Airbus A330-800 and -900neo, first analysis part 2: engines and maintenance costs

Further to our initial analysis of the launched Airbus A330neo, here is our follow up diving deeper into engine matters and maintenance costs.

The A330neo engine

We met with Rolls Royce Vice President Customer Marketing Richard Goodhead to talk about the Trent T7000 for the A330neo and to straighten some misconceptions around the engine. First the base facts as presented by Airbus and Rolls Royce Monday:

Rolls Royce T7000 data

Rolls Royce T7000 data

Ignoring for a moment the red box (our emphasis), the engine is a straight derivative of the Rolls Royce Trent T1000TEN from the Boeing 787. The thrust- generating parts of the engine sees no changes, thereby our speculation that we might see the application of Rolls Royce ALPS (Advanced Low Pressure System) CFRP fan blades and fan case did not happen. We asked Richard Goodhead why?

“Even if the ALPS programs composite parts would be ready to go into the T7000 we would not see the weight benefits we have projected as part of this program for an existing engine using the technology,” Goodhead says. “To gain the 150-200kg weight gains we talk about, one has to design the engine from scratch with the technology. Applying it to a T1000 derivative does not bring the necessary benefits. The ALPS technology will see first application in our Advance engine.”

We then addressed the misconception that the 787 engines had to be “converted to bleed engines,” as widely reported in the press. We have been arguing that this is indeed a misconception: the 787 engines, both GENx-1B and Trent T1000, as operated today on the 787 are bleed engines. They bleed about 20% of the core compressor air for engine/nacelle internal purposes. This internal need is present on all jet and turbofan engines. They thereby provide cooling air to turbine stators and blades and the different nozzles. They also provide air for the pressurizing of the engine’s many rotary seals, present at all turbine stages.

For this purpose, there are bleed ports on up to 50% of the compressor stages, tapping just the right pressure and temperature air to the engines different hot parts, low pressure compressor bleed serving the low pressure turbine, higher pressure compressor bleed serving the intermediate turbine and so on. Adding another 5%-7% of air on top of the 20% in order to supply air for cabin air conditioning and wing deice will not be a significant change, in fact it will not require any new bleed outlets on the engines core.

“I can confirm that adding cabin and deice bleed to the Trent T1000 will be one of the simpler tasks when creating the T7000,” Goodhead says. “In fact it will require minimal hardware changes and the additional bleed will affect the engines performance with less then 1/10 of a percent. There are other areas requiring more of our attention, such as the significant reduction in electrical power served to the A330neo airframe compared to the requirements of the 787. The reduction in the drive power to the gearbox where the aircraft’s electrical generators are attached will cause hardware changes on the engines internals. This and the changed mounting of the engine (compared to the mounting of the T700) are more significant challenges for us and Airbus .”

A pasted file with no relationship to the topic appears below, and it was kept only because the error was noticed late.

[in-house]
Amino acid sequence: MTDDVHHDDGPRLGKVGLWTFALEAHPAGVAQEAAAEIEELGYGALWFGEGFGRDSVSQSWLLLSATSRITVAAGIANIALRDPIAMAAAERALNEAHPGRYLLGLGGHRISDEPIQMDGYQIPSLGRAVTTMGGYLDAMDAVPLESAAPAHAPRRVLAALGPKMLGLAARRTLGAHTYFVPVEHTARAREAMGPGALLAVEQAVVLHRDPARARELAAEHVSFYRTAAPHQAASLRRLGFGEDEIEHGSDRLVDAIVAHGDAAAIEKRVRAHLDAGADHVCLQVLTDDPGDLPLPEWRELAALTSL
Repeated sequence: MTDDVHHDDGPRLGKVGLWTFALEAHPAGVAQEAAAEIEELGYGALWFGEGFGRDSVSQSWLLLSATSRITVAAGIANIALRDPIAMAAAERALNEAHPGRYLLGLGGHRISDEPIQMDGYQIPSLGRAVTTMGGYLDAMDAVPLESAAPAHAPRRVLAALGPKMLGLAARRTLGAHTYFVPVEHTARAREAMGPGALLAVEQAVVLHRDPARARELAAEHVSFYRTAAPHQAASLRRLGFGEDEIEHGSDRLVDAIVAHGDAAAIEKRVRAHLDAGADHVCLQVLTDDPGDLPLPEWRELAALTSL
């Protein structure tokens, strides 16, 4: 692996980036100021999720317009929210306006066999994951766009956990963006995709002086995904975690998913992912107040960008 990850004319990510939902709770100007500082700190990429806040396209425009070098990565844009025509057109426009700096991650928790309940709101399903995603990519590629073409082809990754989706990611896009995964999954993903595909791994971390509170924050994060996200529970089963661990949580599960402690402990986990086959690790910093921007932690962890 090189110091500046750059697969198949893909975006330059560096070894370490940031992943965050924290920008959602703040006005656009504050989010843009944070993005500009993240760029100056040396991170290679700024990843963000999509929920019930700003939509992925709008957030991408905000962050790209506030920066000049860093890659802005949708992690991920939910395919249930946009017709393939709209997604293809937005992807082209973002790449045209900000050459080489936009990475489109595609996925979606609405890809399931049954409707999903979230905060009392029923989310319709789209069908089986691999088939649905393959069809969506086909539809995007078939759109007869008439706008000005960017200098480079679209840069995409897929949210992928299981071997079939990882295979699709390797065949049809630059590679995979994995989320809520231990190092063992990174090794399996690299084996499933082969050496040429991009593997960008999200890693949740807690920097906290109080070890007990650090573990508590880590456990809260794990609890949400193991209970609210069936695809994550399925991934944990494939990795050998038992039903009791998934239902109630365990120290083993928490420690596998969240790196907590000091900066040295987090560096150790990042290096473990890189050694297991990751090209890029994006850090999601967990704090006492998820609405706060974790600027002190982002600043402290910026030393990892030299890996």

Another subject we covered was the engines maintenance cost. The red box in the slide talks about comparable economics for Total Care services and LLPs (Life Limited Parts in the engine). We asked Goodhead what this all means.

“It means that an airline ordering an A330ceo or A330neo will be offered similar prices for our Total Care maintenance including Life-Limited Parts.”

This is significant as engine maintenance costs constitutes about 2/3 of total maintenance costs and the 787 engines have higher maintenance costs, according to our market intelligence.

Airframe maintenance cost

To this leveled engine costs, Airbus adds further improvements to the airframe maintenance costs.

A330neo maintenace costs

These include:

–        extending the A checks to 2,000 hours flying time

–        requiring 2C base checks at half the interval, now at 48 months

–        elimination of certain fatigue sampling tasks

–        conversion of the ceo’s pneumatic regulation of the airframe’s bleed air system to more reliable electronic regulation

Airbus is joining forces with its strategic partners to challenge one of 787’s strong points, its projected low life cycle maintenance costs.

Cash operating costs (the cash you pay for using the aircraft vs. leaving it parked)

If we look at the major cost positions for the A330neo’s Cash Operating Cost (COC) which can be affected by Airbus and its partners (crew costs is not within the OEMs domain to affect) we can summarize:

–        Fuel costs. Rolls Royce and Airbus will lower these with 12% for long haul operations. For short to medium haul the improvement will range from none to the full 12% depending on stage length. The difference in fuel consumption between a 787 and a A330ceo is in the 11%-15% range so this difference all but disappears depending on model, range and payloads.

–        Landing and underway fees. The A330-900neo has a lower Max Takeoff Weight (MTOW) than the 787-9 and these fees are governed by MTOW. Hence the -900neo will be charged lower fees than if the mission was flown with a 787-9. For the -800neo versus the 787-8 this picture reverses; the 787-8 has a lower MTOW.

–        Maintenance costs. As described, the engine costs differences shall be virtually eliminated between a Rolls Royce equipped A330ceo and A330neo. It remains to be seen how this will affect the engine maintenance costs for the 787; logically these will come under further competitive pressure. The positive airframe maintenance costs difference for the 787 will now be further reduced and as before they constitute only about 1/3 of total maintenance cost.

By Leeham Co EU

21 Comments on “Airbus A330-800 and -900neo, first analysis part 2: engines and maintenance costs

  1. As it is made clear in this article, the 787 engines are actually bleed engines that are adapted for the all electrical architecture of the aircraft.

    So they are bleedless engines only on the aircraft side. In other words it is the aircraft that is bleedless, not the engine!

    On the engine side, which consumes the larger portion of the bleed air produced by the engine, they remain conventional engines.